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Record-Breaking Dinosaur Footprint Appears on the English Coast

record braking dinosaur footprint England
Record-Breaking Dinosaur Footprint Appears on the English Coast. Credit: Marie Woods/University of Manchester

Travel back in time to the Jurassic Period and discover an incredible find on England’s Yorkshire coast: the largest footprint of its kind ever discovered. An impressive 80 centimeters long, this fossil belonged to a giant meat-eating dinosaur 166 million years ago.

The coastline of Yorkshire is known for presenting visually and scientifically astounding fossils, such as thousands of dinosaur footprints. In April 2021, local archaeologist Marie Woods discovered an unusual print of millions of years old dinosaur.

No one could understand Marie

In April 2021, when Marie Woods made a remarkable discovery while out exploring the Yorkshire coast, no one believed her. Having seen smaller prints with her friends in the past, nothing could have prepared Woods for such an incredible find.

Astonished by what she saw before her eyes and bursting with excitement at finally being able to explore this prehistoric phenomenon firsthand, it became indisputable that “archaeologists do dinosaurs” after all.

Marie said, “I couldn’t believe what I was looking at; I had to do a double take. I have seen a few smaller prints when out with friends, but nothing like this. I can no longer say that ‘archaeologists don’t do dinosaurs.’ At the time of the discovery, it generated a lot of public interest, and I was overwhelmed with the messages on social media from people around the globe.”

Marie was astounded by her find and, in disbelief, reached out to local fossil experts. However, none could provide any insight into the mysterious track she had stumbled upon. That’s when Marie decided to contact Dr. Dean Lomax – a renowned paleontologist from The University of Manchester and author of Dinosaurs of British Isles.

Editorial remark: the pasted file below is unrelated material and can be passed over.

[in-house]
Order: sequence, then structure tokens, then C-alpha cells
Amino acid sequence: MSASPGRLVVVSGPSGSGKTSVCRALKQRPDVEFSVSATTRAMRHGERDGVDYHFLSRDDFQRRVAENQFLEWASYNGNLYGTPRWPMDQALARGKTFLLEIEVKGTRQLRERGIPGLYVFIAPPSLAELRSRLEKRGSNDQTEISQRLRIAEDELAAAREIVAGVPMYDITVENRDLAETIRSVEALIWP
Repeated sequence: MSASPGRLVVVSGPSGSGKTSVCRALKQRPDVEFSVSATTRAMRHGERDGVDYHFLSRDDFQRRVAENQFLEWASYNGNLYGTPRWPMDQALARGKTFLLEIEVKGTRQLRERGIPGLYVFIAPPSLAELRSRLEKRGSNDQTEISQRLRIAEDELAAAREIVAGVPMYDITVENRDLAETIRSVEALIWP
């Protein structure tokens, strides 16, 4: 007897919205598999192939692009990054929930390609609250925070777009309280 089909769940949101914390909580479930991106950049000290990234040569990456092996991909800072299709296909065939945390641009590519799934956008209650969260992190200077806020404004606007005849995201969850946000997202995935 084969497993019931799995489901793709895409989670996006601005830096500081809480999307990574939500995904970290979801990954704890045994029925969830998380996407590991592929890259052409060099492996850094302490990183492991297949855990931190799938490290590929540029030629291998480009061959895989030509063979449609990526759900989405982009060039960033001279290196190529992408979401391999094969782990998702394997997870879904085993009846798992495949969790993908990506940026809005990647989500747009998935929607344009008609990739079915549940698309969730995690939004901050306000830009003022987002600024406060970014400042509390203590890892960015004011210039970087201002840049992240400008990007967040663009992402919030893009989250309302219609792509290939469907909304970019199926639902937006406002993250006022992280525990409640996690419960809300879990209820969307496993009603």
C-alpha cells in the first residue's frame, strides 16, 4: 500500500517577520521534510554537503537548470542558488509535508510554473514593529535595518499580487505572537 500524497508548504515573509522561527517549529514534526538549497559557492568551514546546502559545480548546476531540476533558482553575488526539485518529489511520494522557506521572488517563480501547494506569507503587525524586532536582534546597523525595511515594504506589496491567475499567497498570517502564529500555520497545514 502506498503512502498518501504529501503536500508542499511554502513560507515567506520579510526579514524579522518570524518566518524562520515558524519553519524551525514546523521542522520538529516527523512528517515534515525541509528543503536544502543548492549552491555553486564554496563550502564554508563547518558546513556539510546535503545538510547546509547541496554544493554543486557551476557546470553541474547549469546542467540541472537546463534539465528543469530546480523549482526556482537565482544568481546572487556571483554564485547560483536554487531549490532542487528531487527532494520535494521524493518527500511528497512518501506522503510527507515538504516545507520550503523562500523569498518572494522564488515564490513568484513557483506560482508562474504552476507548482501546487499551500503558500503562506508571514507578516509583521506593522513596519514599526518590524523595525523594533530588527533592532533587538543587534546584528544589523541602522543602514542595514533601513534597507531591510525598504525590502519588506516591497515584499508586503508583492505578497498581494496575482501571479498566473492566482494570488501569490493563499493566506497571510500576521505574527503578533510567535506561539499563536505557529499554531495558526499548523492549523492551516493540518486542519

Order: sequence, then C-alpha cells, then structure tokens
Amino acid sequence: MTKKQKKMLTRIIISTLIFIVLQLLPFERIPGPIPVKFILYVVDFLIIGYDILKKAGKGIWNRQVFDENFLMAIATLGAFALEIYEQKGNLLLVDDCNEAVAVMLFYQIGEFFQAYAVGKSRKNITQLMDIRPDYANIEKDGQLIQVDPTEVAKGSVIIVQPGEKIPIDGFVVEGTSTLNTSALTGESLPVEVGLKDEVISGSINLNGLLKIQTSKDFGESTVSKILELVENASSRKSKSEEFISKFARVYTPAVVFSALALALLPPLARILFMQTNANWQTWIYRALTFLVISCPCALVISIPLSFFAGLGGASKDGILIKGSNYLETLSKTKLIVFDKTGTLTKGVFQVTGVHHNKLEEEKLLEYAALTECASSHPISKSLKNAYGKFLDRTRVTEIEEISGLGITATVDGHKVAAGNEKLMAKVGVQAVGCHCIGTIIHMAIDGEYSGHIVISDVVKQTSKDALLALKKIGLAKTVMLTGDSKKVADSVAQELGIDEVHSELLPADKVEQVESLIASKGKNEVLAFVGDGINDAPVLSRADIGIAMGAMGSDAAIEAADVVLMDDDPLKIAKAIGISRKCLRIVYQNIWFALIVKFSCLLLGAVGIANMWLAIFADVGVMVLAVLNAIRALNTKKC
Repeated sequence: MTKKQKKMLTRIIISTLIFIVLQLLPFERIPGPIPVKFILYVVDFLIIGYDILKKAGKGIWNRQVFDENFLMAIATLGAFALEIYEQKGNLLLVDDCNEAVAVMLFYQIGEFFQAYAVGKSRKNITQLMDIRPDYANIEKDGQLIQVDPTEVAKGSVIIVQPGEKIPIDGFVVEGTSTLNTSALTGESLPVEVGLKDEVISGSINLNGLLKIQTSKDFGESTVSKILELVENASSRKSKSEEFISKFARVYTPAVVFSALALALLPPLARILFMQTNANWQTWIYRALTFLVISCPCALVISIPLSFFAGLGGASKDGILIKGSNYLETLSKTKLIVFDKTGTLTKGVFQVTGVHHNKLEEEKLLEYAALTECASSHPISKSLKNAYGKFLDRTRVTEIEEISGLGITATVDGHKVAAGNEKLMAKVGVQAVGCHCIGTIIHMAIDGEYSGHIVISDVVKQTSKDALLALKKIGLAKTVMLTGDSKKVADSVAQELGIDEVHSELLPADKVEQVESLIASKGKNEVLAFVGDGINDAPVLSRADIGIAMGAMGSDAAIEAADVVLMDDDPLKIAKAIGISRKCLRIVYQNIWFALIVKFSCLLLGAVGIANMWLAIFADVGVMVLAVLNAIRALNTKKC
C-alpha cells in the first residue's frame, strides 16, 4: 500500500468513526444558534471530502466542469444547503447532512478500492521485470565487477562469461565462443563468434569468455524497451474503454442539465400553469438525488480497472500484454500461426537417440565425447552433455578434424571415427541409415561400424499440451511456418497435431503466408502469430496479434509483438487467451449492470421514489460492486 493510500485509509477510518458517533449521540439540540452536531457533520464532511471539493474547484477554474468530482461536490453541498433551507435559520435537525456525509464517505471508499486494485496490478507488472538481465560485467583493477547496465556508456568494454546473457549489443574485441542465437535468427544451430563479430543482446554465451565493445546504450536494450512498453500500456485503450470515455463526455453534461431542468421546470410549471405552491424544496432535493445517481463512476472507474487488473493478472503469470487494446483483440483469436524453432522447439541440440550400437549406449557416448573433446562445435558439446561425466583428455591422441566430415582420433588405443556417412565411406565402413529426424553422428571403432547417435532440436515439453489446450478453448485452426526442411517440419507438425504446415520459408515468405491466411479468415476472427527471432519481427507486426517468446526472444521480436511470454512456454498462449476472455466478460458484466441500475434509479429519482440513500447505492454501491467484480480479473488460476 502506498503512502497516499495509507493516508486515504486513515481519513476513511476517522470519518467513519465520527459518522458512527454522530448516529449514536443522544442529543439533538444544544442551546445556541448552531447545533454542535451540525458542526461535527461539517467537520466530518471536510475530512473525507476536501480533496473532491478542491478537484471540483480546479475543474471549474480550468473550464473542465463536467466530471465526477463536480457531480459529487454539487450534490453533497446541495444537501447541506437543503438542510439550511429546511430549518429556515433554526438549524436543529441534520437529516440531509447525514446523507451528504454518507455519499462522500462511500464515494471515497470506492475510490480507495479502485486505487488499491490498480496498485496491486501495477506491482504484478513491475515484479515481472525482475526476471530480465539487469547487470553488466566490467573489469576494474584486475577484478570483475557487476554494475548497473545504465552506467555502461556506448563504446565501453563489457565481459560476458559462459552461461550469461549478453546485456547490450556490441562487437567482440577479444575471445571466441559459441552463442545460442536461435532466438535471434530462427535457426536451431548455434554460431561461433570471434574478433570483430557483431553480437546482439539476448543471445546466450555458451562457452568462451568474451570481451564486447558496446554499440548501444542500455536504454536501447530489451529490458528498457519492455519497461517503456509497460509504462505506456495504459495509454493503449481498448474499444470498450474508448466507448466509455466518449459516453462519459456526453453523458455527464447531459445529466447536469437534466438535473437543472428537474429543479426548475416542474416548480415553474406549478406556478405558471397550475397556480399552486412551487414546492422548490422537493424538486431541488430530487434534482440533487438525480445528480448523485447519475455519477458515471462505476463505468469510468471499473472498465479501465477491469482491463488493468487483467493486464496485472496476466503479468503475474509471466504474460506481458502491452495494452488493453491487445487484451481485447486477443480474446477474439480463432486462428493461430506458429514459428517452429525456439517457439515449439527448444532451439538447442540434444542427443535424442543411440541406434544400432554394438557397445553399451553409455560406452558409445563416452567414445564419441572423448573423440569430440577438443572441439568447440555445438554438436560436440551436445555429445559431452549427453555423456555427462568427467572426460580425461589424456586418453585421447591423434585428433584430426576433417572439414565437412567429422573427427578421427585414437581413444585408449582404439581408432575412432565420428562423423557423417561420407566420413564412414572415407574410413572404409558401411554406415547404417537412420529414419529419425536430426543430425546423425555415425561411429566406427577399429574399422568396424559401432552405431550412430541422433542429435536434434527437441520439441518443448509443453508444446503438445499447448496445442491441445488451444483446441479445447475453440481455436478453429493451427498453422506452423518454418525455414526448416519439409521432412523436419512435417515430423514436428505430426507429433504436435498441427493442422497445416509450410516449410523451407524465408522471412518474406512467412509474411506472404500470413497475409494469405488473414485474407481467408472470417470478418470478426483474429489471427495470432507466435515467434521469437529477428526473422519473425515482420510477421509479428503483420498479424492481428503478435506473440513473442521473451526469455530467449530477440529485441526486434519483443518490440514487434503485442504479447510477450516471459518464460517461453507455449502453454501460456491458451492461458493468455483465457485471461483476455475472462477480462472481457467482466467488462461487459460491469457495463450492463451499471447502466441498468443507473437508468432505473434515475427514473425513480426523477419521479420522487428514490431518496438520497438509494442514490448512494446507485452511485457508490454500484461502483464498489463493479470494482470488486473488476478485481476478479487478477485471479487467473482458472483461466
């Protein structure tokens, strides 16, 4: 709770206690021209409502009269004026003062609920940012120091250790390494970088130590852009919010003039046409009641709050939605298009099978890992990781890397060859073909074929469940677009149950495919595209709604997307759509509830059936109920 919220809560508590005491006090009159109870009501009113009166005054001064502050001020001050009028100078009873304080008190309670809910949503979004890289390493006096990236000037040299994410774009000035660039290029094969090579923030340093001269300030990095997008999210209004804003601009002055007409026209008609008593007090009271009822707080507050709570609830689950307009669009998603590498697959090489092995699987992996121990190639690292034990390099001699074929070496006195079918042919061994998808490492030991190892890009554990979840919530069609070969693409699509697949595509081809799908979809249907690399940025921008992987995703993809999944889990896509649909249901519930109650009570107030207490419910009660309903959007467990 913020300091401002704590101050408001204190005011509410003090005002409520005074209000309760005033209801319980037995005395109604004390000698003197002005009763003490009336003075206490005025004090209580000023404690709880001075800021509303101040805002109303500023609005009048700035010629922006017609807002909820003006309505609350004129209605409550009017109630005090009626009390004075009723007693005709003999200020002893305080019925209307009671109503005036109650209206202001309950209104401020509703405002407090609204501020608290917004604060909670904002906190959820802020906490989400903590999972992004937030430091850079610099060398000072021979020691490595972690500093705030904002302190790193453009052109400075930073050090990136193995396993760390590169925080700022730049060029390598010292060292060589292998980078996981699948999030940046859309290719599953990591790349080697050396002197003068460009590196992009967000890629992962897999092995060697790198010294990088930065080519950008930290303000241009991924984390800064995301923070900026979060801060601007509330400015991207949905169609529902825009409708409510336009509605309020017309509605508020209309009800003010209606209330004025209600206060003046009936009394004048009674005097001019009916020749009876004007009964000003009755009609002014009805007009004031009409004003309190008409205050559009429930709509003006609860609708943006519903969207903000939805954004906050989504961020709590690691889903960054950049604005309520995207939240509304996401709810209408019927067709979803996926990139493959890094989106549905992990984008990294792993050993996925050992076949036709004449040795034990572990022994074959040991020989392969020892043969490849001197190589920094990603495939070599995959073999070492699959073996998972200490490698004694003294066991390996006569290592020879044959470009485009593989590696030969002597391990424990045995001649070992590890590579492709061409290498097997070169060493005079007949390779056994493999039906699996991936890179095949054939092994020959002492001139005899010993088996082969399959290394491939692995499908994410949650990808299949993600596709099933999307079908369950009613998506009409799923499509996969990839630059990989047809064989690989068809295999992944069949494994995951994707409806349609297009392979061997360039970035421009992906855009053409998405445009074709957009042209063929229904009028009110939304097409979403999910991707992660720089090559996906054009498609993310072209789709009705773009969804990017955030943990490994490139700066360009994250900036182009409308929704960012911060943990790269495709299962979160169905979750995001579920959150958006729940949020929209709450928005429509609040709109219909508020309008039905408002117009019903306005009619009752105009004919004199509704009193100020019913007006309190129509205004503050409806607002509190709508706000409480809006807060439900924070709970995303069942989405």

One of the only 6 fossil prints

Only six similar prints have been recorded in the area, and the first one was found back in 1934. This tridactyl (three-toed) print is the largest of all the recorded prints.

The previous one was discovered in 2006 and is displayed at the Rotunda Museum, Scarborough. John Hudson, who discovered the previous print, is the lead author of the new study that describes this giant find.

Local geologist, Hudson, said: “This important discovery adds further evidence that meat-eating giants once roamed this area during the Jurassic. The type of footprint, combined with its age, suggests that it was made by a ferocious Megalosaurus-like dinosaur, with a possible hip height between 2.5 and 3 meters.”

World’s first official dinosaur

In 1824, the world was introduced to its first official dinosaur – Megalosaurus. This giant carnivore roamed Southern England during the Middle Jurassic period, leaving behind bones that were discovered in Oxfordshire.

Although fossils from other locations have been attributed to this mysterious creature, it is only confirmed remains of Megalosaurus are those found near its original home.

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